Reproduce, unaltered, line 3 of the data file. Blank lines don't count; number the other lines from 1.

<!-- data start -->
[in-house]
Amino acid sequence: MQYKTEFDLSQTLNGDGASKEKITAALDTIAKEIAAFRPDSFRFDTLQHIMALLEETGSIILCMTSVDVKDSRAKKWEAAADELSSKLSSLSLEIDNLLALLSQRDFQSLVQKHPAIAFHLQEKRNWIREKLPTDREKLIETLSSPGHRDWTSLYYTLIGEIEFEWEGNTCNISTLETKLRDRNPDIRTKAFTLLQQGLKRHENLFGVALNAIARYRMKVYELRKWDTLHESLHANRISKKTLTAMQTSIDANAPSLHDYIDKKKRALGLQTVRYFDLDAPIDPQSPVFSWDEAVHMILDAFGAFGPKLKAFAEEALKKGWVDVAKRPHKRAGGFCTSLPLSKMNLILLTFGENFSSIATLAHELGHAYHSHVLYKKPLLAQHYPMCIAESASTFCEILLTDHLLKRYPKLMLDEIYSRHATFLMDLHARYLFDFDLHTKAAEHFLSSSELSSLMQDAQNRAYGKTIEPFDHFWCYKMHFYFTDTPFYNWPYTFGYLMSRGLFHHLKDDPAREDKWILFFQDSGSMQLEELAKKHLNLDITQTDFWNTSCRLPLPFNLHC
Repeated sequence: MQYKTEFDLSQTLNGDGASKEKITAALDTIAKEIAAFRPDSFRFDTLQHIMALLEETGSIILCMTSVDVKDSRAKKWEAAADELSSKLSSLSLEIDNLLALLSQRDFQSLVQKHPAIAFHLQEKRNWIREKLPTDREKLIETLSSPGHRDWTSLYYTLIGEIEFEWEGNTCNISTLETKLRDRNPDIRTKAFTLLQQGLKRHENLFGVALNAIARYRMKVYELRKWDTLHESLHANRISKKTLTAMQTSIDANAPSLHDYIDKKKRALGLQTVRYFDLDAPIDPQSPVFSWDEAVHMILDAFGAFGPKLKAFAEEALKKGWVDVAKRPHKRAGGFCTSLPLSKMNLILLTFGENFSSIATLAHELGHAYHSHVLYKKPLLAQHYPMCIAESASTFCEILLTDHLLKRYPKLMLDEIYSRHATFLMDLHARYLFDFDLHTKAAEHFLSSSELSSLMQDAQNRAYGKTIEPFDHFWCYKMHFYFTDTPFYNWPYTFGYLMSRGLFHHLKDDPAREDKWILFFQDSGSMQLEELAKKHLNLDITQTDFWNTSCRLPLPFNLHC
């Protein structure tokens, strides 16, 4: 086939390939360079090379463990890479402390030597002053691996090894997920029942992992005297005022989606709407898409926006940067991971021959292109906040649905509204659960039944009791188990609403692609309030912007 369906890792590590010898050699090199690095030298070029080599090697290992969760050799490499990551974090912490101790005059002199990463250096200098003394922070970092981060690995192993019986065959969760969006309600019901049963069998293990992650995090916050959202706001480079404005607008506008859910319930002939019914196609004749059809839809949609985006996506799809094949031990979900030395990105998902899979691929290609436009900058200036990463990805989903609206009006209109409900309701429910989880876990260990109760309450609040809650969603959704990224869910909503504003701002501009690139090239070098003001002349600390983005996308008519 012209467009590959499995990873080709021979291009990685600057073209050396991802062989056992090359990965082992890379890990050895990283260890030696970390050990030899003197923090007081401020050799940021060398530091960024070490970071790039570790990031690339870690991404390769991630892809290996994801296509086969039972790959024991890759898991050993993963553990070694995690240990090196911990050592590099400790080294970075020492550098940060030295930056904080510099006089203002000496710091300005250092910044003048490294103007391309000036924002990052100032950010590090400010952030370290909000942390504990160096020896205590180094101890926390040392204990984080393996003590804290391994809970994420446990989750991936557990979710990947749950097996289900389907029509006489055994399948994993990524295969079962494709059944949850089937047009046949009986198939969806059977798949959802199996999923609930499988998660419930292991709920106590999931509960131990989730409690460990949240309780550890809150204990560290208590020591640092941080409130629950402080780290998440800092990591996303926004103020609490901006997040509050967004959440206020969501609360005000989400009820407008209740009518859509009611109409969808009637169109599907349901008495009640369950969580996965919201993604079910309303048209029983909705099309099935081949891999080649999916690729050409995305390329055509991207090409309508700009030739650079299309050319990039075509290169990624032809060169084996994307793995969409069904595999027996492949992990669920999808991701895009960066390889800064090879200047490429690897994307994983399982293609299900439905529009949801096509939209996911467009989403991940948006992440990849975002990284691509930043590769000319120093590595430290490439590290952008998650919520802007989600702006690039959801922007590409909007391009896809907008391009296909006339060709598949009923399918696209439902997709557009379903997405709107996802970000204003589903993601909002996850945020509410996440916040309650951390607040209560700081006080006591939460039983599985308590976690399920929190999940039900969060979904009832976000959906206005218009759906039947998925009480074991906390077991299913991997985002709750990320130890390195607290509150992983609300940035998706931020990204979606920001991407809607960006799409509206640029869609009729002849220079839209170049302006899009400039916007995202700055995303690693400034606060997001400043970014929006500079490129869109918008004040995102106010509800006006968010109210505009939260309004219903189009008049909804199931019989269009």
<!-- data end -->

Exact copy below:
Repeated sequence: MQYKTEFDLSQTLNGDGASKEKITAALDTIAKEIAAFRPDSFRFDTLQHIMALLEETGSIILCMTSVDVKDSRAKKWEAAADELSSKLSSLSLEIDNLLALLSQRDFQSLVQKHPAIAFHLQEKRNWIREKLPTDREKLIETLSSPGHRDWTSLYYTLIGEIEFEWEGNTCNISTLETKLRDRNPDIRTKAFTLLQQGLKRHENLFGVALNAIARYRMKVYELRKWDTLHESLHANRISKKTLTAMQTSIDANAPSLHDYIDKKKRALGLQTVRYFDLDAPIDPQSPVFSWDEAVHMILDAFGAFGPKLKAFAEEALKKGWVDVAKRPHKRAGGFCTSLPLSKMNLILLTFGENFSSIATLAHELGHAYHSHVLYKKPLLAQHYPMCIAESASTFCEILLTDHLLKRYPKLMLDEIYSRHATFLMDLHARYLFDFDLHTKAAEHFLSSSELSSLMQDAQNRAYGKTIEPFDHFWCYKMHFYFTDTPFYNWPYTFGYLMSRGLFHHLKDDPAREDKWILFFQDSGSMQLEELAKKHLNLDITQTDFWNTSCRLPLPFNLHC